Source:

Bays H. Curing obesity in two words: Be inefficient. Presented at: Obesity Medicine Association 2021 Conference; April 21-25, 2021 (virtual meeting).

Disclosures: Bays reports no relevant financial disclosures.
April 27, 2021
2 min read
Save

‘Be inefficient’ mindset may help adults with obesity achieve healthy body weight

Source:

Bays H. Curing obesity in two words: Be inefficient. Presented at: Obesity Medicine Association 2021 Conference; April 21-25, 2021 (virtual meeting).

Disclosures: Bays reports no relevant financial disclosures.
You've successfully added to your alerts. You will receive an email when new content is published.

Click Here to Manage Email Alerts

We were unable to process your request. Please try again later. If you continue to have this issue please contact customerservice@slackinc.com.

Adults with obesity may have more success with weight loss by engaging in inefficient behaviors, according to a presenter at the Obesity Medicine Association 2021 virtual conference.

“Efficiency is a mindset that often facilitates professional success,” Harold Bays, MD, FOMA, medical director and president of the Louisville Metabolic and Atherosclerosis Research Center and chief science officer for the Obesity Medicine Association, told Healio. “Efficiency is also a mindset that may unfavorably promote onset and/or maintenance of overweight or obesity. A focus on efficiency may help explain why individuals who are successful in other aspects of their lives may find challenges in achieving and maintaining a healthful body weight. It may help if these individuals better understood that regarding body weight, it may be advantageous to transition from an efficiency mindset to an inefficiency mindset.”

Bays is the medical director and president of the Louisville Metabolic and Atherosclerosis Research Center and chief science officer for the Obesity Medicine Association.

There are several reasons highly motivated adults with overweight or obesity might struggle to achieve weight loss because of their efficiency mindset. One example is in food consumption. Energy dense ultra-processed foods may not require cooking and are often more efficient to obtain. Physical activity in which a person may hold on to treadmill handles or use some other assistance to make the exercise easier can also deter weight loss.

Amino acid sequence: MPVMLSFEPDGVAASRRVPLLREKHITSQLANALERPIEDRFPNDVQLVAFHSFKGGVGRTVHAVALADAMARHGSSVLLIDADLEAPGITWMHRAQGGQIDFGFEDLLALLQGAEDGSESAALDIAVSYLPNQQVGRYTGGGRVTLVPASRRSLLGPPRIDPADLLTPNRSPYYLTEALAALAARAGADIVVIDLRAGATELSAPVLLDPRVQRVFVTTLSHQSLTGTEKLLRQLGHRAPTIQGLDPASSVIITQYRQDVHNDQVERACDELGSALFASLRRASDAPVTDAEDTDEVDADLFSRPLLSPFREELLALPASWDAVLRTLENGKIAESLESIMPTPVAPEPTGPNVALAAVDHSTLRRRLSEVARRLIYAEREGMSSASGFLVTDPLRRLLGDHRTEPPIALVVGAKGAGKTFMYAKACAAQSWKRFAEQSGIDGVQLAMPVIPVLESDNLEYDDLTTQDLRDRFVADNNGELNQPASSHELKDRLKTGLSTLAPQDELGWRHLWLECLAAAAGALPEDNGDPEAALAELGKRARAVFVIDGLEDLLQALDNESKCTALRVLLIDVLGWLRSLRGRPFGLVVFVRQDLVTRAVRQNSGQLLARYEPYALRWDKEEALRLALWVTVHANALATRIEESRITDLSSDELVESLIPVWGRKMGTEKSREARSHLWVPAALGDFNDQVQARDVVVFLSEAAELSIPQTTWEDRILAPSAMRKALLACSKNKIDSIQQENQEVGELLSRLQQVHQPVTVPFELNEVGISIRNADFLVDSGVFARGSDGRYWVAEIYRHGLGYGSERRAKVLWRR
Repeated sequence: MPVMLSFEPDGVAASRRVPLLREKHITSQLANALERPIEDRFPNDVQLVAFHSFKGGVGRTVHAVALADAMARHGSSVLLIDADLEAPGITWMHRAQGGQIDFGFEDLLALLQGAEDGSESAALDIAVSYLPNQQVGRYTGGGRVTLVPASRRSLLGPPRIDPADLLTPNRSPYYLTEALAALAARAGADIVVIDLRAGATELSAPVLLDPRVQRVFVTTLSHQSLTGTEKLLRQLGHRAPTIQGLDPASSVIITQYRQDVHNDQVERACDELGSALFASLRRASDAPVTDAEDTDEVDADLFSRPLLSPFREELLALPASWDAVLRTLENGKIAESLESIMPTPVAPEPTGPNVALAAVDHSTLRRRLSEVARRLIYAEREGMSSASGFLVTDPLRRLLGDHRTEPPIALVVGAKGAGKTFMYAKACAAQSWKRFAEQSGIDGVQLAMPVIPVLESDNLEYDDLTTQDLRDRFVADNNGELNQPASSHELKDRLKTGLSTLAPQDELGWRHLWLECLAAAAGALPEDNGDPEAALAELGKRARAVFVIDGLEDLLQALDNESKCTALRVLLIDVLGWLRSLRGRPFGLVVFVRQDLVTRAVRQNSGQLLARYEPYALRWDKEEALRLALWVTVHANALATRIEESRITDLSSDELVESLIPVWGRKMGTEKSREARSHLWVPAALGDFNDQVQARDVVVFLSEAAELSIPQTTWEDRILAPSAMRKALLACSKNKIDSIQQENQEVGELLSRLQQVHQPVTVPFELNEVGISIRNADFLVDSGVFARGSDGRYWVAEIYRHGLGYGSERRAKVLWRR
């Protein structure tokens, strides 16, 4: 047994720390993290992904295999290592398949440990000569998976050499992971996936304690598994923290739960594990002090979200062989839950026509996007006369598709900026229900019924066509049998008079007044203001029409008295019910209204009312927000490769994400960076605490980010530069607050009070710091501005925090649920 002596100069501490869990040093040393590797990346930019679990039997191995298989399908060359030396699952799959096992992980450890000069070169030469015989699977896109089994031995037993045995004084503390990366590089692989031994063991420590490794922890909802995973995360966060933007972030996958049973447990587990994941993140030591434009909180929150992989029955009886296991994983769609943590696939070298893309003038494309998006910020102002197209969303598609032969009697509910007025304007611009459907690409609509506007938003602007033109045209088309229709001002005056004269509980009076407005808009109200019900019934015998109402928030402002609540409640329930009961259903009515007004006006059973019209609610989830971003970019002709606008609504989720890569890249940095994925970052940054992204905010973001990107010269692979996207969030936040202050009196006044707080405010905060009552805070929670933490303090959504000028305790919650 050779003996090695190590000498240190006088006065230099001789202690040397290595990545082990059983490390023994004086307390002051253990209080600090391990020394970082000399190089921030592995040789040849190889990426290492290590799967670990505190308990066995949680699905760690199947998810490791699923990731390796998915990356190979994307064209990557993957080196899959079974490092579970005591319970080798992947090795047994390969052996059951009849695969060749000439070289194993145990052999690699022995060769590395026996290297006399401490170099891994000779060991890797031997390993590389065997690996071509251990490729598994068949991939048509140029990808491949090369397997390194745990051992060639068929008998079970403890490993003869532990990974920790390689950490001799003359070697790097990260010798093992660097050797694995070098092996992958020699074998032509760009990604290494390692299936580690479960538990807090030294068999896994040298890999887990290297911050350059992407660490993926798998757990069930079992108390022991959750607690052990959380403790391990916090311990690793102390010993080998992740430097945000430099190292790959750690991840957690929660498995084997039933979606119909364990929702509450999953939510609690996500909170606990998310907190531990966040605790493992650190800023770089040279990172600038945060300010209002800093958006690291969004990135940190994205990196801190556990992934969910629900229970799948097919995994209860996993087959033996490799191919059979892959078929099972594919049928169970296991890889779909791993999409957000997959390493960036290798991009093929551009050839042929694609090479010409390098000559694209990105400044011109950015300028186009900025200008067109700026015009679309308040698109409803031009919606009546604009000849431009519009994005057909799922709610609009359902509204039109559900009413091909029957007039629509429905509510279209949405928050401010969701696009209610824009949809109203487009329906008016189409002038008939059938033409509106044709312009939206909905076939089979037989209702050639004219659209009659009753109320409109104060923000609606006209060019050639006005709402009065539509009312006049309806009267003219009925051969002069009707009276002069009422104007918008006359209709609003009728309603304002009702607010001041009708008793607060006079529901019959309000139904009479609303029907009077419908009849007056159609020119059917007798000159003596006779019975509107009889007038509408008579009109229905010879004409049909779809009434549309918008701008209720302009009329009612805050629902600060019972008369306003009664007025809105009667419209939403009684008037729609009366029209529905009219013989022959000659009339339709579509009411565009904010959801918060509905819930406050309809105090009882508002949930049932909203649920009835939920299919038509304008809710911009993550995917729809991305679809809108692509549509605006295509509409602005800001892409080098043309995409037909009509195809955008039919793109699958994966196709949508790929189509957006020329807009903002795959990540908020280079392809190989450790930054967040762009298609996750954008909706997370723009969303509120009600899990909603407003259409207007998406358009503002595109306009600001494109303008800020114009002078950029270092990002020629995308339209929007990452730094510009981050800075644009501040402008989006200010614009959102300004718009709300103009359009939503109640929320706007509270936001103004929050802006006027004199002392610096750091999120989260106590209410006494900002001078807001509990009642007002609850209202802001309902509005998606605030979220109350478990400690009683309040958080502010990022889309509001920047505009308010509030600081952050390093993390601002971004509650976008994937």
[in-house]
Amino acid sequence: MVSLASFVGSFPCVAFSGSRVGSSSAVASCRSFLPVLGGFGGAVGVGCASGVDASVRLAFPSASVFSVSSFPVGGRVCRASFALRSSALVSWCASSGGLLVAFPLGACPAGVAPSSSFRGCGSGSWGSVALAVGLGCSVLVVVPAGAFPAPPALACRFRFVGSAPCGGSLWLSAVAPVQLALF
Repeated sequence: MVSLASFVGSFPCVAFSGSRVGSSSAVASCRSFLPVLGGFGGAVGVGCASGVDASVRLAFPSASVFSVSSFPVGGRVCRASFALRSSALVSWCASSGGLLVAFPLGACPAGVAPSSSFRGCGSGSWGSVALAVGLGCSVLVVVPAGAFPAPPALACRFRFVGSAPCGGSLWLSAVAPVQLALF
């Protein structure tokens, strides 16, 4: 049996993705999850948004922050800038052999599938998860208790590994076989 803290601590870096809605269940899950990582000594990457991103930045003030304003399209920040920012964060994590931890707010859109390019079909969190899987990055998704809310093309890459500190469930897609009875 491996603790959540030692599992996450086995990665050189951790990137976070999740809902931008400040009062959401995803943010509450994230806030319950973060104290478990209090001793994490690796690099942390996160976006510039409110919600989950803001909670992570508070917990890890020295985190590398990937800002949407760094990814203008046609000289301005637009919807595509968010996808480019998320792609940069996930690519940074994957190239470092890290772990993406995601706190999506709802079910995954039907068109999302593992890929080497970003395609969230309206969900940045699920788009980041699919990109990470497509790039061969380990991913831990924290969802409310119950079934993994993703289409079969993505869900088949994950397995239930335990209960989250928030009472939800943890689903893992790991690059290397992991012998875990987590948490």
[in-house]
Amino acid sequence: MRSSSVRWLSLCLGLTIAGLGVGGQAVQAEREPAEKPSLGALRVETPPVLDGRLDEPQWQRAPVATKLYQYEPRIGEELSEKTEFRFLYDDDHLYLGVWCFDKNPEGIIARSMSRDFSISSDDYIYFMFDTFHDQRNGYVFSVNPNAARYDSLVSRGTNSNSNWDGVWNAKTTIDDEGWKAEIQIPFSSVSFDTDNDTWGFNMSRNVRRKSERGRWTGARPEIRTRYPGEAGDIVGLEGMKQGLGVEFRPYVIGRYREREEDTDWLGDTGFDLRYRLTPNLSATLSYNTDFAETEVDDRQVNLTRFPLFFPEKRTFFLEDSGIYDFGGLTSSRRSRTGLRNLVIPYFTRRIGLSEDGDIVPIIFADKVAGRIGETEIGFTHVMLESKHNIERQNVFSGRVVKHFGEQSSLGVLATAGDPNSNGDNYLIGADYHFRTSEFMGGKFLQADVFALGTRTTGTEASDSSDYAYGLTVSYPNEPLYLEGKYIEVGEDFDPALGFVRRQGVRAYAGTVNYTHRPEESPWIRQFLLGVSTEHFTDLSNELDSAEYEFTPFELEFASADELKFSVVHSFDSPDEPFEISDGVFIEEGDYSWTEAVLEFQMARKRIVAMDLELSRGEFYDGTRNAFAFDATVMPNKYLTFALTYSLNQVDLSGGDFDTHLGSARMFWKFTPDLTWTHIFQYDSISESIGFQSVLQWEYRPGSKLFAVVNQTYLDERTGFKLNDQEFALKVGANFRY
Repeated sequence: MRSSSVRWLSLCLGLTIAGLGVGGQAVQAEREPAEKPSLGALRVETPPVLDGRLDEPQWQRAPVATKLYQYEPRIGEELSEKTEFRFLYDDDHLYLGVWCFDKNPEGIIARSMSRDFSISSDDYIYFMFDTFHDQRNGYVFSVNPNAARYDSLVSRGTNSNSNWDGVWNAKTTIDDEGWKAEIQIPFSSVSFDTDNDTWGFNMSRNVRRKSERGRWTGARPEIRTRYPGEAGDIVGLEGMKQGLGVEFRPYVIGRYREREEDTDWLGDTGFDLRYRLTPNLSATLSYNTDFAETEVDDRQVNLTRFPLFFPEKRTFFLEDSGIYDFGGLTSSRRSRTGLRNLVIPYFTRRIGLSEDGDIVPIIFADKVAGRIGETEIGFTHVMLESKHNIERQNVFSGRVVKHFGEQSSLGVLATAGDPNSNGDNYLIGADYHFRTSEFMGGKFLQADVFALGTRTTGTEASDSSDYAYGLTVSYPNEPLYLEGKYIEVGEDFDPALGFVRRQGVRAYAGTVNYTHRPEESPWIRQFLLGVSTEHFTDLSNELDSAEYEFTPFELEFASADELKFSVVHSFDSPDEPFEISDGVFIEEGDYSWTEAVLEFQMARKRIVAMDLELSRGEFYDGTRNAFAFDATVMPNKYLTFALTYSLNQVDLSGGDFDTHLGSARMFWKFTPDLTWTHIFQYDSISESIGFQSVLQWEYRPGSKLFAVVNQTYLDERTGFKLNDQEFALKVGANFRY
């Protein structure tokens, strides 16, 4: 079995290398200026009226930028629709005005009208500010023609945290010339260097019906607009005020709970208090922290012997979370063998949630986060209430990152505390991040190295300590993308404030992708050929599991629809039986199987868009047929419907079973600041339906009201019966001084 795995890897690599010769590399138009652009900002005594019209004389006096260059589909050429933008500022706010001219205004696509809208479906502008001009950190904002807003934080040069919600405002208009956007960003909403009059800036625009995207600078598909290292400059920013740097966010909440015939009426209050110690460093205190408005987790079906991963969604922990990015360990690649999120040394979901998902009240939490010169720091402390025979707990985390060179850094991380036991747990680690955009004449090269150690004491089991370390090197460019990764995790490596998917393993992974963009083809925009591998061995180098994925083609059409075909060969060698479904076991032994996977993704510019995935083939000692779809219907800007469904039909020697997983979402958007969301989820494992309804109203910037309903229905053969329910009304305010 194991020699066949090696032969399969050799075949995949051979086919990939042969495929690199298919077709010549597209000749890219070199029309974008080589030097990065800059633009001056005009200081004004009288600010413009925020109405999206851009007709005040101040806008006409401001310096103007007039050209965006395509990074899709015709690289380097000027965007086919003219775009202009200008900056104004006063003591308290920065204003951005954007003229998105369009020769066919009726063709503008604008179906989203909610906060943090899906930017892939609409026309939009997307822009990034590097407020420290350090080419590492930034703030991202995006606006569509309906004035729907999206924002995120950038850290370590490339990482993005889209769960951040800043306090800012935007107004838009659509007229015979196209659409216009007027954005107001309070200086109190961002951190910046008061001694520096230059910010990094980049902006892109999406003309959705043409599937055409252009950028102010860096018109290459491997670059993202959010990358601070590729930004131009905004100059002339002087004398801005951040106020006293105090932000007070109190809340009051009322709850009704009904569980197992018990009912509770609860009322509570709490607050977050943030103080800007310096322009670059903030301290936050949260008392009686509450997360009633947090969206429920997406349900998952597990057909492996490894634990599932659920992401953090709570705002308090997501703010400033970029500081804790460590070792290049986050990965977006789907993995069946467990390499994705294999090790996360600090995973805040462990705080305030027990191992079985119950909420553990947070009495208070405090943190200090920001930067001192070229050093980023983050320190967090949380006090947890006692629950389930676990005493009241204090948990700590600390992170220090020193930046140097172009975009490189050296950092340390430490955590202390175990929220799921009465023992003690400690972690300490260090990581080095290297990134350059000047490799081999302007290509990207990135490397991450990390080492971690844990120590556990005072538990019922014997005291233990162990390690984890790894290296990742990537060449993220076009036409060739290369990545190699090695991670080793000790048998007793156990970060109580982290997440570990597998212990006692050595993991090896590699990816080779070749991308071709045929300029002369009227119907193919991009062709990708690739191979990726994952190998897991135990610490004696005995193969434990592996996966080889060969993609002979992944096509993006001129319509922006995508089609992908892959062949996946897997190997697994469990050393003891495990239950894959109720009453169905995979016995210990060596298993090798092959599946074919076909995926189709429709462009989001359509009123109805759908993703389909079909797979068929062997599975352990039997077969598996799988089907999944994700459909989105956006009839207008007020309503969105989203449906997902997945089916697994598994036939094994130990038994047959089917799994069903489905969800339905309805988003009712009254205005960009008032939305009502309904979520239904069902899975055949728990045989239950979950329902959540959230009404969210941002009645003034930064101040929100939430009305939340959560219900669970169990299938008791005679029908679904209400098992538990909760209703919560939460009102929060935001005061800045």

Bays said providers can help adults with overweight or obesity to learn to be more inefficient. Individuals can learn to be more inefficient in caloric absorption by consuming less energy-dense, high fiber foods with a lower glycemic load. Bays said a less efficient microbiota may impair or slow down intestinal nutrient absorption. When exercising, adults with overweight or obesity can be more inefficient by walking to a park rather than exercising in their home; they can avoid holding handles on a treadmill to be less efficient and expend more energy per time spent.

Other ways to be more inefficient and more healthful include parking farther away from a building, using the stairs instead of an elevator or escalator, and doing more shopping in a store instead of online. Adults with overweight or obesity should also be encouraged to take periodic breaks away from prolonged inactivity behind the computer screen — even if taking breaks is less efficient for work purposes — and move around even if they have a desk job.

Efficiency can also influence certain bodily functions. Some evidence exists that cooler surroundings result in an increased browning of fat cells, where mitochondria become less efficient in storing fat and burn more calories as heat.

“With obesity, one might imagine advantages if your mitochondria were inefficient,” Bays said. “In some animals, uncoupling proteins kick in during hibernation that cause mitochondria to be less efficient in storing fat and enhance non-shivering thermogenesis. However, you don’t want to be taking things such as 2,4-dinitrophenol, develop hyperthermia and increase risk of death.”

Adults trying to lose weight can also engage in skeletal muscle inefficiency by varying the type of physical exercise and resistance training. Routinely using the same muscle groups can sometimes cause them to be more efficient and result in less over time for the same movement. Varying the types of exercise may help mitigate biomechanical efficiency.

“In many ways, being less efficient is a key to achieve a healthy body weight,” Bays said. “For a lot of the patients we see, being efficient is an inherent or learned mindset that for many aspects of life, promotes success. But when it comes to achieving a healthy body weight, for some individuals, the message is the opposite. The message should be: ‘Be Inefficient.’”